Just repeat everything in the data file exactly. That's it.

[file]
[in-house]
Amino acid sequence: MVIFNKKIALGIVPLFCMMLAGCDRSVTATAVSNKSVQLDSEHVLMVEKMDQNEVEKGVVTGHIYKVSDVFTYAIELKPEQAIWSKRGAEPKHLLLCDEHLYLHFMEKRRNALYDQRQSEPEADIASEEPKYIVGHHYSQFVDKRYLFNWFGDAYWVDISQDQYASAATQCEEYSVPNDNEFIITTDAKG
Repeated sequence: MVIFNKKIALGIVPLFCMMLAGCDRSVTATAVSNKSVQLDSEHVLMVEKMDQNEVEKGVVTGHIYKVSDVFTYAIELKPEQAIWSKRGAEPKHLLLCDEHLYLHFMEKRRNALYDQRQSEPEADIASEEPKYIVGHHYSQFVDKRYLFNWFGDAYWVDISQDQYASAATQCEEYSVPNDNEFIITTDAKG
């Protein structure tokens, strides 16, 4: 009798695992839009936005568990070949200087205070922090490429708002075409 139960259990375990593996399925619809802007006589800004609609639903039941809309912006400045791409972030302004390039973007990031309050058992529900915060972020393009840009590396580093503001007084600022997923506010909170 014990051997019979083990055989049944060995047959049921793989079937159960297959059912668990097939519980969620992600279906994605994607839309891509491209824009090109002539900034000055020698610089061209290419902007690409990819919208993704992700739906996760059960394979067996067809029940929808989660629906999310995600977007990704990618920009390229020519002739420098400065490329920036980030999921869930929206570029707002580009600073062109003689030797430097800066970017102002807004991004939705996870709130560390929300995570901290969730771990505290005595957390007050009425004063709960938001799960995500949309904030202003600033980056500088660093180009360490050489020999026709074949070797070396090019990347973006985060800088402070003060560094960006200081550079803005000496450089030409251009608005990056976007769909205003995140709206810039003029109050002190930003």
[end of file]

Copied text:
[in-house]
Amino acid sequence: MVIFNKKIALGIVPLFCMMLAGCDRSVTATAVSNKSVQLDSEHVLMVEKMDQNEVEKGVVTGHIYKVSDVFTYAIELKPEQAIWSKRGAEPKHLLLCDEHLYLHFMEKRRNALYDQRQSEPEADIASEEPKYIVGHHYSQFVDKRYLFNWFGDAYWVDISQDQYASAATQCEEYSVPNDNEFIITTDAKG
Repeated sequence: MVIFNKKIALGIVPLFCMMLAGCDRSVTATAVSNKSVQLDSEHVLMVEKMDQNEVEKGVVTGHIYKVSDVFTYAIELKPEQAIWSKRGAEPKHLLLCDEHLYLHFMEKRRNALYDQRQSEPEADIASEEPKYIVGHHYSQFVDKRYLFNWFGDAYWVDISQDQYASAATQCEEYSVPNDNEFIITTDAKG
């Protein structure tokens, strides 16, 4: 009798695992839009936005568990070949200087205070922090490429708002075409 139960259990375990593996399925619809802007006589800004609609639903039941809309912006400045791409972030302004390039973007990031309050058992529900915060972020393009840009590396580093503001007084600022997923506010909170 014990051997019979083990055989049944060995047959049921793989079937159960297959059912668990097939519980969620992600279906994605994607839309891509491209824009090109002539900034000055020698610089061209290419902007690409990819919208993704992700739906996760059960394979067996067809029940929808989660629906999310995600977007990704990618920009390229020519002739420098400065490329920036980030999921869930929206570029707002580009600073062109003689030797430097800066970017102002807004991004939705996870709130560390929300995570901290969730771990505290005595957390007050009425004063709960938001799960995500949309904030202003600033980056500088660093180009360490050489020999026709074949070797070396090019990347973006985060800088402070003060560094960006200081550079803005000496450089030409251009608005990056976007769909205003995140709206810039003029109050002190930003």